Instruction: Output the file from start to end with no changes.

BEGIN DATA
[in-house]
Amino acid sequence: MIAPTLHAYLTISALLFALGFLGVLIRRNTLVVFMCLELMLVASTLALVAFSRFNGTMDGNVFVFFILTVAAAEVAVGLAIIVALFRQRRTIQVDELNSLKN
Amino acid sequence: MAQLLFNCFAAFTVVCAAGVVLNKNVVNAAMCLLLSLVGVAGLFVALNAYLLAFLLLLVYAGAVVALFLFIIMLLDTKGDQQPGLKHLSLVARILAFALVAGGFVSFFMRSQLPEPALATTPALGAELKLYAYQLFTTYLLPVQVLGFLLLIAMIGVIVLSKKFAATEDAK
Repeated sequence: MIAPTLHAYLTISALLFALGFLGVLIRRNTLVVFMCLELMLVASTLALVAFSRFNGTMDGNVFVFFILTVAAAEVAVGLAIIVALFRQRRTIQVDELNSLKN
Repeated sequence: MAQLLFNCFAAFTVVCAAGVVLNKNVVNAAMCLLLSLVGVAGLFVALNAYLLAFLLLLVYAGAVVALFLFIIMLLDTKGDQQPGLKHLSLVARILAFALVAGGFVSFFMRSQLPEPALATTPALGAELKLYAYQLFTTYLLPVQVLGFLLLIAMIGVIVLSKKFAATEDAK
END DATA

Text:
[in-house]
Amino acid sequence: MIAPTLHAYLTISALLFALGFLGVLIRRNTLVVFMCLELMLVASTLALVAFSRFNGTMDGNVFVFFILTVAAAEVAVGLAIIVALFRQRRTIQVDELNSLKN
Amino acid sequence: MAQLLFNCFAAFTVVCAAGVVLNKNVVNAAMCLLLSLVGVAGLFVALNAYLLAFLLLLVYAGAVVALFLFIIMLLDTKGDQQPGLKHLSLVARILAFALVAGGFVSFFMRSQLPEPALATTPALGAELKLYAYQLFTTYLLPVQVLGFLLLIAMIGVIVLSKKFAATEDAK
Repeated sequence: MIAPTLHAYLTISALLFALGFLGVLIRRNTLVVFMCLELMLVASTLALVAFSRFNGTMDGNVFVFFILTVAAAEVAVGLAIIVALFRQRRTIQVDELNSLKN
Repeated sequence: MAQLLFNCFAAFTVVCAAGVVLNKNVVNAAMCLLLSLVGVAGLFVALNAYLLAFLLLLVYAGAVVALFLFIIMLLDTKGDQQPGLKHLSLVARILAFALVAGGFVSFFMRSQLPEPALATTPALGAELKLYAYQLFTTYLLPVQVLGFLLLIAMIGVIVLSKKFAATEDAK